Shelly Fraser fails dope test

Shelly Fraser fails dope test

World 100M champ tests positive for banned drug

Shelly Fraser fails dope test

She has been provisionally suspended by the IAAF pending a hearing, the sprinter said. “I have nothing to hide,” a defiant Fraser said after withdrawing from the Lausanne Diamond League meeting.

The positive test was triggered by her failure to list on a doping form at May's Shanghai Diamond League meeting a painkiller she was given by her coach for a three-day-old severe tooth pain, the 2008 Beijing gold medallist said. “I will go home and have a hearing before my federation in Jamaica,” she added. “I hope they will accept my explanation.”

Both her agent and coach confirmed the sprinter's suspension. IAAF spokesman Nick Davies said they were still waiting for the case to be concluded, but based on the explanation provided by Fraser and her agent, they were ‘disappointed with her carelessness’.

“Athletes must pay more attention to what they ingest as our rules are clear,” he said in an e-mail. Fraser, a role model for Jamaican youth, said she had mixed emotions about the positive. “I take some responsibility because athletes are supposed to be responsible for what they take,” she said. “But I am upset because everybody is starting to assume I am taking drugs. My reputation is ruined somewhat.”Her coach, Stephen Francis, said the punishment for such a violation usually is a public warning. “It is not a performance-enhancing substance or a masking agent,” the coach said.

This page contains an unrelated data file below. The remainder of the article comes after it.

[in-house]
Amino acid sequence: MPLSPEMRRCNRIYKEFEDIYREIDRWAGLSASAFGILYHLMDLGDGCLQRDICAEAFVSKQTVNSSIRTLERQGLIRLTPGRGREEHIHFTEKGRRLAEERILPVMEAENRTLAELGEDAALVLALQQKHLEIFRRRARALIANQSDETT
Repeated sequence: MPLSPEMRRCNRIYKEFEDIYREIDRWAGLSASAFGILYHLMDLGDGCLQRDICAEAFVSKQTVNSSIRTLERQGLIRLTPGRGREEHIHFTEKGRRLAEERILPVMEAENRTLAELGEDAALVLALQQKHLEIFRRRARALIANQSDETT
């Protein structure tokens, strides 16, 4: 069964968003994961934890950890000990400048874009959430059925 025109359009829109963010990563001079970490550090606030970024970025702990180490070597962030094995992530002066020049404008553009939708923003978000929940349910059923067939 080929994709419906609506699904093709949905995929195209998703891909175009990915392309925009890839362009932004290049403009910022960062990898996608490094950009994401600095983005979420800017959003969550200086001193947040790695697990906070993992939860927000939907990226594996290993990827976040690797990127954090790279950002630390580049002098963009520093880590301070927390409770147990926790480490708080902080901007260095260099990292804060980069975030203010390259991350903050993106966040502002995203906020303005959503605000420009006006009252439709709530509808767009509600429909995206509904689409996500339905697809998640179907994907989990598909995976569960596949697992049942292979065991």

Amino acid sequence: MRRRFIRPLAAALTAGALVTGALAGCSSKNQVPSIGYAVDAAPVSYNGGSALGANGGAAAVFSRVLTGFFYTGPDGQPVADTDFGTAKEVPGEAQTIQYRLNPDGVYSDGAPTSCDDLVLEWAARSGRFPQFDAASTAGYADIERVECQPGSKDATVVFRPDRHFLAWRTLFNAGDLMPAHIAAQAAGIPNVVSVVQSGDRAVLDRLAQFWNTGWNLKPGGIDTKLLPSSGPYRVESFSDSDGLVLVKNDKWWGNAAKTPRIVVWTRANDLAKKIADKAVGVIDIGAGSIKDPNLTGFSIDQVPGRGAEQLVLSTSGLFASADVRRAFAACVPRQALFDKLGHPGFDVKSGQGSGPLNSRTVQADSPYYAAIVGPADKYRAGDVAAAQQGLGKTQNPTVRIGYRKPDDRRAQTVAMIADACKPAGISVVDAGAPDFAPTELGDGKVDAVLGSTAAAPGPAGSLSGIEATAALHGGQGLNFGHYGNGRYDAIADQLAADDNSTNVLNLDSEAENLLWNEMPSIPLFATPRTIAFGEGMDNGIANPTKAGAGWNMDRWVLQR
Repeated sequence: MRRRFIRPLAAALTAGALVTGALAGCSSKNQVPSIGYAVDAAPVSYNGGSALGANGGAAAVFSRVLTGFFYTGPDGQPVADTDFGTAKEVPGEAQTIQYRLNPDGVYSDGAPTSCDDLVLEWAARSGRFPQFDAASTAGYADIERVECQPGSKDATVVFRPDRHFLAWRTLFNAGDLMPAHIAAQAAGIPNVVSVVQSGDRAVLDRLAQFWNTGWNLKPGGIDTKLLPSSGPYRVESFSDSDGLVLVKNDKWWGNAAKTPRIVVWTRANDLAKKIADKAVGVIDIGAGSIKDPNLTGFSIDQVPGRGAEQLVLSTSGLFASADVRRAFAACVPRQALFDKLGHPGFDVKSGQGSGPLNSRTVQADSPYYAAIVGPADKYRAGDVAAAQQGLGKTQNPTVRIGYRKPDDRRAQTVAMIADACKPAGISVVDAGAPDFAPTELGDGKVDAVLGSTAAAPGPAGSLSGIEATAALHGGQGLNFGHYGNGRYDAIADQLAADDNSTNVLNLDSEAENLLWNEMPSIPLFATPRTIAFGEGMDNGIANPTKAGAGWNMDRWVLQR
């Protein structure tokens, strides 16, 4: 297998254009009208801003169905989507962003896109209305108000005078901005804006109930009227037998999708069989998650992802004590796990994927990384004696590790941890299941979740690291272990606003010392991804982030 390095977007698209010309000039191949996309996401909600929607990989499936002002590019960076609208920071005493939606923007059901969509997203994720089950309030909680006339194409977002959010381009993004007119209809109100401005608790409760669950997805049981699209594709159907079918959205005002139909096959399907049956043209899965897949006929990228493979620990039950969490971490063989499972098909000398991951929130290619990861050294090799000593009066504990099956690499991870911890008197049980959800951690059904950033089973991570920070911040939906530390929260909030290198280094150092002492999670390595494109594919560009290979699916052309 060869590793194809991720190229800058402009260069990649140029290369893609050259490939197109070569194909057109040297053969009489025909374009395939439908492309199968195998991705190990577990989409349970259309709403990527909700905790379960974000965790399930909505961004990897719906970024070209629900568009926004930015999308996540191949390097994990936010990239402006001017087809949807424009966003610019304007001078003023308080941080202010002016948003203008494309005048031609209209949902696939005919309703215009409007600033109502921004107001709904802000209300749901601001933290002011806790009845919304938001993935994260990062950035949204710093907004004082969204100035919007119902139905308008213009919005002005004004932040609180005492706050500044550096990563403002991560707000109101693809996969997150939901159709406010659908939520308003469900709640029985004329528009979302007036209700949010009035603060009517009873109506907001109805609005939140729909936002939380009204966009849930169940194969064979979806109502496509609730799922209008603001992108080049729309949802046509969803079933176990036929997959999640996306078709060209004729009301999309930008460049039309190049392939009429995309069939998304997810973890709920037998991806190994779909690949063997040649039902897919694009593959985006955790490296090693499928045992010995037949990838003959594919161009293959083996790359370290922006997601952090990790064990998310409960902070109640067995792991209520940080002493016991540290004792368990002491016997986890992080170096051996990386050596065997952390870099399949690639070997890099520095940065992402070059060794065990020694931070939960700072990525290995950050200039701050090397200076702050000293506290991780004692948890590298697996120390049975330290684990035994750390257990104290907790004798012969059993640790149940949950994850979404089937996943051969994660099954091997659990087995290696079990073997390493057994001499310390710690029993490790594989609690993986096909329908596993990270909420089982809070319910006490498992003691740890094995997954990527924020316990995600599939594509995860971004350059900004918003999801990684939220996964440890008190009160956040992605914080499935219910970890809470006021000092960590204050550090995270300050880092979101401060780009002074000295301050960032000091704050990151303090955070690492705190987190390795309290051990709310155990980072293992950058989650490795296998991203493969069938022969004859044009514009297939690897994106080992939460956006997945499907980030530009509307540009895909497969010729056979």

Fraser was notified of the positive about three weeks ago and told on Thursday she had been provisionally suspended, her agent, Adrian Laidlaw, said in an interview. Only her ‘A’ sample has been tested, Fraser said. “There is no need to test (the ‘B’ sample) because I don't appeal.”

She said she had three teeth filled in Jamaica before flying to Shanghai and had sought help from medical and meeting officials for resulting pain. When their medication did not ease the hurt, she had thought of withdrawing from the Shanghai race, she said. But Francis persuaded her to take a painkiller he was taking for kidney stones, Fraser said. The medication eased the pain, Fraser said, but it caused her to feel weak and run slower than normal in the race.